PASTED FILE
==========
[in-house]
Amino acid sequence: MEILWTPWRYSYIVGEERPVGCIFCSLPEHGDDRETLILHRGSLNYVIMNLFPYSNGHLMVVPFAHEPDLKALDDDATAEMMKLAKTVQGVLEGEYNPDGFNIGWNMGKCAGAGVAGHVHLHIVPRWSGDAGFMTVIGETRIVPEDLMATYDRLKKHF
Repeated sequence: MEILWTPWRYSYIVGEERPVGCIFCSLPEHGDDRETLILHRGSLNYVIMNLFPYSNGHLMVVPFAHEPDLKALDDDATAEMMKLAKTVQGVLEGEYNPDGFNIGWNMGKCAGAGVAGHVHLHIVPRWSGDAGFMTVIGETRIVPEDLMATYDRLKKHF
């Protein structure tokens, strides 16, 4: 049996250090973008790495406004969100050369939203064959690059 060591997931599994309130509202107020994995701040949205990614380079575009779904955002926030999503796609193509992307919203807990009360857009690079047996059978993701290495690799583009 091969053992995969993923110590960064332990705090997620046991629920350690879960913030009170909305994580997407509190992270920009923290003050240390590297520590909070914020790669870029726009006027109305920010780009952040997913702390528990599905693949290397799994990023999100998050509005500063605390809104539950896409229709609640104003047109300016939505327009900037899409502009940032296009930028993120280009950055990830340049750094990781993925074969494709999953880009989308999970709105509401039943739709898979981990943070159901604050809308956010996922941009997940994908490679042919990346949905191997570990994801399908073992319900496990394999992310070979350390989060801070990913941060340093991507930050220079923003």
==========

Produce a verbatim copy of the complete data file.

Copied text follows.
[in-house]
Amino acid sequence: MEILWTPWRYSYIVGEERPVGCIFCSLPEHGDDRETLILHRGSLNYVIMNLFPYSNGHLMVVPFAHEPDLKALDDDATAEMMKLAKTVQGVLEGEYNPDGFNIGWNMGKCAGAGVAGHVHLHIVPRWSGDAGFMTVIGETRIVPEDLMATYDRLKKHF
Repeated sequence: MEILWTPWRYSYIVGEERPVGCIFCSLPEHGDDRETLILHRGSLNYVIMNLFPYSNGHLMVVPFAHEPDLKALDDDATAEMMKLAKTVQGVLEGEYNPDGFNIGWNMGKCAGAGVAGHVHLHIVPRWSGDAGFMTVIGETRIVPEDLMATYDRLKKHF
């Protein structure tokens, strides 16, 4: 049996250090973008790495406004969100050369939203064959690059 060591997931599994309130509202107020994995701040949205990614380079575009779904955002926030999503796609193509992307919203807990009360857009690079047996059978993701290495690799583009 091969053992995969993923110590960064332990705090997620046991629920350690879960913030009170909305994580997407509190992270920009923290003050240390590297520590909070914020790669870029726009006027109305920010780009952040997913702390528990599905693949290397799994990023999100998050509005500063605390809104539950896409229709609640104003047109300016939505327009900037899409502009940032296009930028993120280009950055990830340049750094990781993925074969494709999953880009989308999970709105509401039943739709898979981990943070159901604050809308956010996922941009997940994908490679042919990346949905191997570990994801399908073992319900496990394999992310070979350390989060801070990913941060340093991507930050220079923003």